All the same age range and all the murders involved strangling or stabbing.
What about the satanic aspect? If Crawford committed the other murders, it was likely a diversion, meant to steer suspicion away from him.
Murders with an unholy element aren’t unheard of, though.
The “satanic” elements must be regarded with skepticism in most, especially those that occurred in the 1980s. “Satan Worshipers” have long been accused of the most heinous crimes when frequently the staging of certain crimes was—like Perry’s—really intended to divert suspicion from the real killer(s).
Here are just a few.
In 1972 a dog came striding back to its owner’s home in Springfield Township, New Jersey. It was carrying a decomposing arm. About a month later someone discovered the remains of the missing 16-year-old on the Devil’s Teeth cliff in the Houdaille Quarry. Her body was allegedly surrounded by creepy artifacts, including makeshift little crosses.
It’s strange when an entire family vanishes. The October 2009 disappearance and subsequent deaths of Bobby, wife Sherilynn, and daughter Madyson were stranger still. When the family’s remains were found in rural Oklahoma in 2013, the mystery only deepened, as no one’s ever been able to conclusively determine just what the hell happened. There are wild theories that include cults, witchcraft, and satanism.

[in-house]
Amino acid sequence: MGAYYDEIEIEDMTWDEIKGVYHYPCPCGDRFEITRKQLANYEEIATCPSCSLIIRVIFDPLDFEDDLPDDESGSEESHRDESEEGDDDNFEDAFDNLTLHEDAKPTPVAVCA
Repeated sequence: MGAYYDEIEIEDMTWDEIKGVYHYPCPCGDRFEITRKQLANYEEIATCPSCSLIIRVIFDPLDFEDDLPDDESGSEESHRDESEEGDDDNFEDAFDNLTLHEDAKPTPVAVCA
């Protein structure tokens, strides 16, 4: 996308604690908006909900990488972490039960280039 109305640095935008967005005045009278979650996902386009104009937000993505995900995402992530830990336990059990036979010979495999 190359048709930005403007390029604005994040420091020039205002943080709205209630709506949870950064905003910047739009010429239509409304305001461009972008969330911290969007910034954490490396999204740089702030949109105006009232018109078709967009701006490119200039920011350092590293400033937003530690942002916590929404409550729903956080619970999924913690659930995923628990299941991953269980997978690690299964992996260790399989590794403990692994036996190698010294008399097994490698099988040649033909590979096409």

In 1989 American student Mark Kilroy, age 21, suddenly and silently vanished while walking with friends to return to Texas from a night in Mexico. As People later reported, Kilroy’s brain was found four weeks later “in a black cauldron, and it had been boiled in blood over an open fire along with a turtle shell, a horseshoe, a spinal column and other human bones.” It’s believed his murder was, as the magazine reported, “carried out in service to religion—a bizarre, drug-demented occult religion practiced by an American marijuana smuggler operating out of Mexico.” There were later multiple arrests and convictions for Kilroy’s horrific murder, but at least two suspects remain at large.
The infant’s remains were found in Rupert, Idaho in 1989. The baby had been disemboweled, dismembered, then burned in a barrel. A little boy claimed he’d witnessed the horrific crime, but his story was later discounted. The child has never been identified. The late ‘80s were the height of “Satanic Panic,” so naturally “Satanists” were suspected of committing an unspeakable ritual sacrifice. But the baby’s cause of death prior to the mutilation of its body has never been determined and it’s just as likely the child was discarded by a mother attempting to conceal a death or murder.
Carter was asleep in San Francisco’s Golden Gate Park in February 1981 when he was killed. His head had been removed and a chicken head stuffed in his neck. Police were baffled and called in an expert specializing in the occult. The expert believed Carter was killed as a sacrifice during a dark ritual by worshipers connected to a bizarre splinter sect Santeria. If that was true, they likely made soup from his brain. The same expert predicted Carter’s head would be found at the crime scene 42 days later, in accordance with the ritual. It was. Unfortunately, the expert wasn’t really taken seriously. Carter’s murder remains unsolved.
This article was featured in the InsideHook newsletter. Sign up now.
Suggested for you